Methodist University will present its 10th Annual Center for Research and Creativity (CRC) Symposium beginning April 5, 2021. The CRC Symposium showcases the academic prowess and creative brilliance of the University’s students.
The symposium’s discipline-specific presentations are the fruit of student and faculty collaborations throughout the year. The CRC’s mission statement sets as a goal “to establish educational opportunities that are collaborative and inquiry-based with the intention that every Methodist University student has access to exploratory learning across the curriculum.”
“Undergraduate work makes up the majority of the symposium, but there are also graduate and faculty opportunities to present their research and creativity across MU, so this is the signature event for us each year,” said Dr. Cameron Dodworth, an associate professor of English at MU and the symposium’s director.
Participation in these type of interactive projects with faculty improves student learning as they apply concepts introduced in the classroom with real-world application in academic areas of interest.
Typically during the symposium, all MU students are excused from their classes and are invited by their professors to attend the presentations and support their classmates. Traditionally, students consult a printed program that lists the lecture titles, times, and locations, and they cover a wide range of disciplines like Mathematics, Business, History, Psychology, Music, and Poetry, to name a few.
However, due to the pandemic this year, presentations will be staged live but only viewable via Zoom. The presentations will then be available on MU’s CRC web site. The program for this year’s symposium will be emailed campus-wide and will include the Zoom links for each presentation.
Though the presentations are through Zoom, Dodworth said that classes are still cancelled so students can focus on the Symposium.
Edona Sefa, an MU senior and Political Science major, will present her research with her senior thesis titled, “Taxing the Rich in Sweden – An Analysis on Public Opinion Data.” Sefa worked under the supervision of Dr. Andrew Ziegler, chair and professor of Political Science, and she is excited to present her work.
“I recommend the symposium to students who haven’t presented yet,” she said. “This is a great opportunity given to us, where we can present our own work. After college, presentations will be a very important part of developing ourselves as professionals, so I would encourage everyone to use this opportunity while presenting something they are passionate about.
Though research was challenging, Sefa enjoyed the process.
“Working under the supervision of Dr. Ziegler has been an honor for me,” she said. “I was able to conduct research that I had a great interest in, but with the detailed feedback that was given to me from Dr. Ziegler after every assignment I submitted, I was able to understand my research even more.”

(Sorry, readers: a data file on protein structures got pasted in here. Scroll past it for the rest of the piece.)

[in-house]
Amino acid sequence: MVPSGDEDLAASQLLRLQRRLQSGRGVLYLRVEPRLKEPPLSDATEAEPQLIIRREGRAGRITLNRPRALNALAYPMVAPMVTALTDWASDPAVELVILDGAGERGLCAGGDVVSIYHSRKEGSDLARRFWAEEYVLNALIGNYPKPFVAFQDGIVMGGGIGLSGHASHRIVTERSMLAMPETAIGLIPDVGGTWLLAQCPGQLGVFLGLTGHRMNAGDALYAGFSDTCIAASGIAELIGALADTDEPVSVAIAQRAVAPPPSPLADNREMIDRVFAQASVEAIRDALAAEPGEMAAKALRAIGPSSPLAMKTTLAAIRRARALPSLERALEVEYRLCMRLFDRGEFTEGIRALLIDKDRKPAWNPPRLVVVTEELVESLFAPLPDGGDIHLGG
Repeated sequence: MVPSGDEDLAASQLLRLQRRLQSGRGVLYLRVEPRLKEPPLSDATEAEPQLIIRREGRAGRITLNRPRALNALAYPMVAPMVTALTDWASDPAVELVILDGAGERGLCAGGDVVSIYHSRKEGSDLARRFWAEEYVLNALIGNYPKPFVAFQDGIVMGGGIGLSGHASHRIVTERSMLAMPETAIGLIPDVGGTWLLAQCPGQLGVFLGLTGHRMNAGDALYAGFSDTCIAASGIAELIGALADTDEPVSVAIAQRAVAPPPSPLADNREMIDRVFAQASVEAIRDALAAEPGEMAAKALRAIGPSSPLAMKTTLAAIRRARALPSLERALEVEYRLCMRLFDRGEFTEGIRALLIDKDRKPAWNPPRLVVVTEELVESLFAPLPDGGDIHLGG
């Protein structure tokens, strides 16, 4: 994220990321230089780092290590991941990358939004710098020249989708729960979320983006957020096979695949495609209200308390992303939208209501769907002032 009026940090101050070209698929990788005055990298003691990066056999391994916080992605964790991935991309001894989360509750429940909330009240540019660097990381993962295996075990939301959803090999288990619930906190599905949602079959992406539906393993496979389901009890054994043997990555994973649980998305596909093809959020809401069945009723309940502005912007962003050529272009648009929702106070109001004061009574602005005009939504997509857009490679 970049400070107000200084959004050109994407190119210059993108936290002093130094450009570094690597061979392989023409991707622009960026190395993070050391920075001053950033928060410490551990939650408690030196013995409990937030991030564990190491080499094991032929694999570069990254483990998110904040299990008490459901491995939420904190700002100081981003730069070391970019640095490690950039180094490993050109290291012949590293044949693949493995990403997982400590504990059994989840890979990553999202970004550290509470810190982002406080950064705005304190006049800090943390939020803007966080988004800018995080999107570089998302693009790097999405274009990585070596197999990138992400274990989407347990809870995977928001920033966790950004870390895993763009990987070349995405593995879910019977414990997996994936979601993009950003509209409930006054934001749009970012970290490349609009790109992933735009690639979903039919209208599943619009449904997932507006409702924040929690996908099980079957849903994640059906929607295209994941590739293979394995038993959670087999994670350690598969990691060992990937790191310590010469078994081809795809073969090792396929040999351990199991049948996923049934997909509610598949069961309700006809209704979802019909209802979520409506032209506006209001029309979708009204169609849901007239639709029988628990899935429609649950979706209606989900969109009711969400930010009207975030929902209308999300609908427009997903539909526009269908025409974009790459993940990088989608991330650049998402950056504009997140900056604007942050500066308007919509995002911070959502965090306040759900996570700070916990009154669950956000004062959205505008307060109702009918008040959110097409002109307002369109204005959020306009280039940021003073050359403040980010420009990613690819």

“The entire process was challenging, but very rewarding in the end, knowing that I had contributed to the literature on taxation of the rich, among many scholars who have done their research on this topic.”
Dr. Stanley T. Wearden, president at MU, appreciates the learning experience the presentations provide students.
“Faculty research and creativity are at the heart of the academic endeavor,” he said. “Not only do these activities help to create new knowledge and new experience, but they add tremendously to teaching and learning. This work models for students the academic rigor and care involved in knowledge production, engages students in the process itself, and helps students become more critical information consumers for the rest of their lives – a vital skill in today’s environment.”
MU senior and English major Maria Choi has served as a symposium moderator before, but this year she will present two of her research projects.
“I will be presenting my Honors Senior Project ‘Sign Systems in Literature: Struggles for Power and Identity in Story,’ in which I look at how literature and stories are always combined with a struggle for identity and power, and how social myths are perpetuated through literature,” Choi said. “I will also be presenting my English Senior Thesis: ‘Out of this World: A Transformed Sense of Self through Encountering and Becoming Other in Portal Fantasy,’ which is about the relationship between Self and Other in portal fantasy and how portal fantasy can be used to subvert the binary oppositions in that relationship.”
Choi loves MU’s symposium and enjoys what she learns by attending her classmates’ presentations.
“It’s such a great opportunity to be exposed to other fields and disciplines and to see the work that fellow students are completing at MU,” she said. “I’ve heard some really interesting research and ideas that have inspired and encouraged me to look further into those topics, as well as to do my own original research.”
To aid students in their academic studies, the CRC provides grants for research, and creative supplies and equipment. The Center has seen an increase in the number of students participating in experiential learning opportunities funded by the CRC, such as travel to conferences. Since 2012, the CRC has provided more than $35,000 in grants to help students perform and share their research. For more information about the Center for Research & Creativity, go to methodist.edu/research.